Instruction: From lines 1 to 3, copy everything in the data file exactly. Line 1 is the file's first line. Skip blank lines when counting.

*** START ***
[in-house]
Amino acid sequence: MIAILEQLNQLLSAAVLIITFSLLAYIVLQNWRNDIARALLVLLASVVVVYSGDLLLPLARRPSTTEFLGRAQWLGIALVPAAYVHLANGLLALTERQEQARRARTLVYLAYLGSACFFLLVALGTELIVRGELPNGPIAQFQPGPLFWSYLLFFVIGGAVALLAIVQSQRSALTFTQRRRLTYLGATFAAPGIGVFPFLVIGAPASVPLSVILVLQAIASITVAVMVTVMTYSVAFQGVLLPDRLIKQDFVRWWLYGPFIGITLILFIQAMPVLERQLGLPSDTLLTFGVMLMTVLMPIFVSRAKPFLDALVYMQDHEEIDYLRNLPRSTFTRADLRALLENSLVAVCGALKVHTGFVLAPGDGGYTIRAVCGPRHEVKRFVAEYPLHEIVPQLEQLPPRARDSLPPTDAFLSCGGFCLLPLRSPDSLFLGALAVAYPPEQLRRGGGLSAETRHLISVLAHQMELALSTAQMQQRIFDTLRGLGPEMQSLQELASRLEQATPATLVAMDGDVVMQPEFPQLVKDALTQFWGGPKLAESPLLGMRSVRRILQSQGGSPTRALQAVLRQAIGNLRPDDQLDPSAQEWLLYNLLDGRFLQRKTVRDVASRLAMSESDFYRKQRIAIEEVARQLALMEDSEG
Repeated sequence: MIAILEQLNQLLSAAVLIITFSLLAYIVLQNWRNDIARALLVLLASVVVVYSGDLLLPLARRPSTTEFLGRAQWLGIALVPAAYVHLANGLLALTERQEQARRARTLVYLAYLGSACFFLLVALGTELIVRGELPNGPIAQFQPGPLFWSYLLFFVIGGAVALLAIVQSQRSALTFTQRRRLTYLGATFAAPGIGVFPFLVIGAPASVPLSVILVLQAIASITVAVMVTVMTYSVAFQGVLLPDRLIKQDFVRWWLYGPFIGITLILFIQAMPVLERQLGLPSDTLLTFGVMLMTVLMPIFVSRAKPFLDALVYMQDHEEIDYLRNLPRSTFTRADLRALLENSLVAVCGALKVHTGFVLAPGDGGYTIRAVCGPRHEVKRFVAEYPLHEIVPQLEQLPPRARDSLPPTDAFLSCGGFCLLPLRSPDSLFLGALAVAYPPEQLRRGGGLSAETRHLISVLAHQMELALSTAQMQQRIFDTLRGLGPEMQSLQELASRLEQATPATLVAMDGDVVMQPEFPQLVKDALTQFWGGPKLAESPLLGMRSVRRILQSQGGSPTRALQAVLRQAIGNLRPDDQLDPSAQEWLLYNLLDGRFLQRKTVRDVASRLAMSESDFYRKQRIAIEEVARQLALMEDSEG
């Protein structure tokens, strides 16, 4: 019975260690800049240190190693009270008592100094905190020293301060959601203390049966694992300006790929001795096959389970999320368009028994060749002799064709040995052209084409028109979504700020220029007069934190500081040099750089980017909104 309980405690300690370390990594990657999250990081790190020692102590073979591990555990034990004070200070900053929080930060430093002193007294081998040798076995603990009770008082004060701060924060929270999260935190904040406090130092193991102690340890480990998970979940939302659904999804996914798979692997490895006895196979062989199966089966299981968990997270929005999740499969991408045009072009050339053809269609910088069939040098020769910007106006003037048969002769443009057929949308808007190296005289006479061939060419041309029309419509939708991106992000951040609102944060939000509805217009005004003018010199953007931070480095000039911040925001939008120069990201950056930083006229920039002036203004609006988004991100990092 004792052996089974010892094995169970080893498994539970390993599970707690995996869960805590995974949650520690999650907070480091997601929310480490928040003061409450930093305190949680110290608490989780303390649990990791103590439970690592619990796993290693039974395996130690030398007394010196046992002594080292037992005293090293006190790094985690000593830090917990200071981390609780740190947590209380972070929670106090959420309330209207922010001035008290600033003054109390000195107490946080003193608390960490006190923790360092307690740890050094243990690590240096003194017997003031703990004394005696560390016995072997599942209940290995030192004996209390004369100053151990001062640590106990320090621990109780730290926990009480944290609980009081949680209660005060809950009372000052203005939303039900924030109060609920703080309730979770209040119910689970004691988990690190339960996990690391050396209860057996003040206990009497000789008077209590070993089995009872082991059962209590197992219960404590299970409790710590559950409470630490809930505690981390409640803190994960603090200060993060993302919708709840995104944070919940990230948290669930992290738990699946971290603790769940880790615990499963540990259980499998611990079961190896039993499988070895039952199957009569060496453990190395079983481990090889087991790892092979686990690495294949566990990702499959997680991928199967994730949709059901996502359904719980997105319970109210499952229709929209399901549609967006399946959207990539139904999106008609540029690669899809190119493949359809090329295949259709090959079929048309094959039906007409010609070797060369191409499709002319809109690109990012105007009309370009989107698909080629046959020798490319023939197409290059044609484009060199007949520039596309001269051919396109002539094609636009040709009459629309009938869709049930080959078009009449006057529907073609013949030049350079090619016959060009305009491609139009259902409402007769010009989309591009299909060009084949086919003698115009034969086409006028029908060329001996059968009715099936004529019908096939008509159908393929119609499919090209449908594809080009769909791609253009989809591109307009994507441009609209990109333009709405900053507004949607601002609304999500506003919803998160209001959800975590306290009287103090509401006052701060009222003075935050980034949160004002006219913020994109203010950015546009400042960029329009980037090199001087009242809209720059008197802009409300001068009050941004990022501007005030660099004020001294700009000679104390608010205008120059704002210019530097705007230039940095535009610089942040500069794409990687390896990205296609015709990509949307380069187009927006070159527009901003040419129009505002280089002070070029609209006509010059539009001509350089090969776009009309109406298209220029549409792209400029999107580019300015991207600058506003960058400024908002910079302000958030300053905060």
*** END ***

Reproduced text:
[in-house]
Amino acid sequence: MIAILEQLNQLLSAAVLIITFSLLAYIVLQNWRNDIARALLVLLASVVVVYSGDLLLPLARRPSTTEFLGRAQWLGIALVPAAYVHLANGLLALTERQEQARRARTLVYLAYLGSACFFLLVALGTELIVRGELPNGPIAQFQPGPLFWSYLLFFVIGGAVALLAIVQSQRSALTFTQRRRLTYLGATFAAPGIGVFPFLVIGAPASVPLSVILVLQAIASITVAVMVTVMTYSVAFQGVLLPDRLIKQDFVRWWLYGPFIGITLILFIQAMPVLERQLGLPSDTLLTFGVMLMTVLMPIFVSRAKPFLDALVYMQDHEEIDYLRNLPRSTFTRADLRALLENSLVAVCGALKVHTGFVLAPGDGGYTIRAVCGPRHEVKRFVAEYPLHEIVPQLEQLPPRARDSLPPTDAFLSCGGFCLLPLRSPDSLFLGALAVAYPPEQLRRGGGLSAETRHLISVLAHQMELALSTAQMQQRIFDTLRGLGPEMQSLQELASRLEQATPATLVAMDGDVVMQPEFPQLVKDALTQFWGGPKLAESPLLGMRSVRRILQSQGGSPTRALQAVLRQAIGNLRPDDQLDPSAQEWLLYNLLDGRFLQRKTVRDVASRLAMSESDFYRKQRIAIEEVARQLALMEDSEG
Repeated sequence: MIAILEQLNQLLSAAVLIITFSLLAYIVLQNWRNDIARALLVLLASVVVVYSGDLLLPLARRPSTTEFLGRAQWLGIALVPAAYVHLANGLLALTERQEQARRARTLVYLAYLGSACFFLLVALGTELIVRGELPNGPIAQFQPGPLFWSYLLFFVIGGAVALLAIVQSQRSALTFTQRRRLTYLGATFAAPGIGVFPFLVIGAPASVPLSVILVLQAIASITVAVMVTVMTYSVAFQGVLLPDRLIKQDFVRWWLYGPFIGITLILFIQAMPVLERQLGLPSDTLLTFGVMLMTVLMPIFVSRAKPFLDALVYMQDHEEIDYLRNLPRSTFTRADLRALLENSLVAVCGALKVHTGFVLAPGDGGYTIRAVCGPRHEVKRFVAEYPLHEIVPQLEQLPPRARDSLPPTDAFLSCGGFCLLPLRSPDSLFLGALAVAYPPEQLRRGGGLSAETRHLISVLAHQMELALSTAQMQQRIFDTLRGLGPEMQSLQELASRLEQATPATLVAMDGDVVMQPEFPQLVKDALTQFWGGPKLAESPLLGMRSVRRILQSQGGSPTRALQAVLRQAIGNLRPDDQLDPSAQEWLLYNLLDGRFLQRKTVRDVASRLAMSESDFYRKQRIAIEEVARQLALMEDSEG